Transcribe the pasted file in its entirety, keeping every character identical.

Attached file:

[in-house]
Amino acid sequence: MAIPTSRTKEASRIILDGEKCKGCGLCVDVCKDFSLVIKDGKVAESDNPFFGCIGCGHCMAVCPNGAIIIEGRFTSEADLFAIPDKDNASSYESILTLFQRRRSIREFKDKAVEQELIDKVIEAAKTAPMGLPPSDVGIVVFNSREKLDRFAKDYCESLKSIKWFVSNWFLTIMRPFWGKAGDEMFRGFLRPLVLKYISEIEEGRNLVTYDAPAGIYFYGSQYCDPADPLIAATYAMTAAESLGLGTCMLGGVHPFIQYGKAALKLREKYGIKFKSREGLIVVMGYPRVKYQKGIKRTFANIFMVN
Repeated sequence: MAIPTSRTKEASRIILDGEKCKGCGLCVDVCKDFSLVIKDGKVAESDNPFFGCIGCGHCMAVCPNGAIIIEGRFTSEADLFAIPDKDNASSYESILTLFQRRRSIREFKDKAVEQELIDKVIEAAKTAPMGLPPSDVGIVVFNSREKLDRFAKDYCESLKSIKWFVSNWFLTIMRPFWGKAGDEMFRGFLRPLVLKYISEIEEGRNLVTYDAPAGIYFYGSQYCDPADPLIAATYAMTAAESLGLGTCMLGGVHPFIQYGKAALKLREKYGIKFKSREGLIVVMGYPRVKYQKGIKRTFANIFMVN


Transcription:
[in-house]
Amino acid sequence: MAIPTSRTKEASRIILDGEKCKGCGLCVDVCKDFSLVIKDGKVAESDNPFFGCIGCGHCMAVCPNGAIIIEGRFTSEADLFAIPDKDNASSYESILTLFQRRRSIREFKDKAVEQELIDKVIEAAKTAPMGLPPSDVGIVVFNSREKLDRFAKDYCESLKSIKWFVSNWFLTIMRPFWGKAGDEMFRGFLRPLVLKYISEIEEGRNLVTYDAPAGIYFYGSQYCDPADPLIAATYAMTAAESLGLGTCMLGGVHPFIQYGKAALKLREKYGIKFKSREGLIVVMGYPRVKYQKGIKRTFANIFMVN
Repeated sequence: MAIPTSRTKEASRIILDGEKCKGCGLCVDVCKDFSLVIKDGKVAESDNPFFGCIGCGHCMAVCPNGAIIIEGRFTSEADLFAIPDKDNASSYESILTLFQRRRSIREFKDKAVEQELIDKVIEAAKTAPMGLPPSDVGIVVFNSREKLDRFAKDYCESLKSIKWFVSNWFLTIMRPFWGKAGDEMFRGFLRPLVLKYISEIEEGRNLVTYDAPAGIYFYGSQYCDPADPLIAATYAMTAAESLGLGTCMLGGVHPFIQYGKAALKLREKYGIKFKSREGLIVVMGYPRVKYQKGIKRTFANIFMVN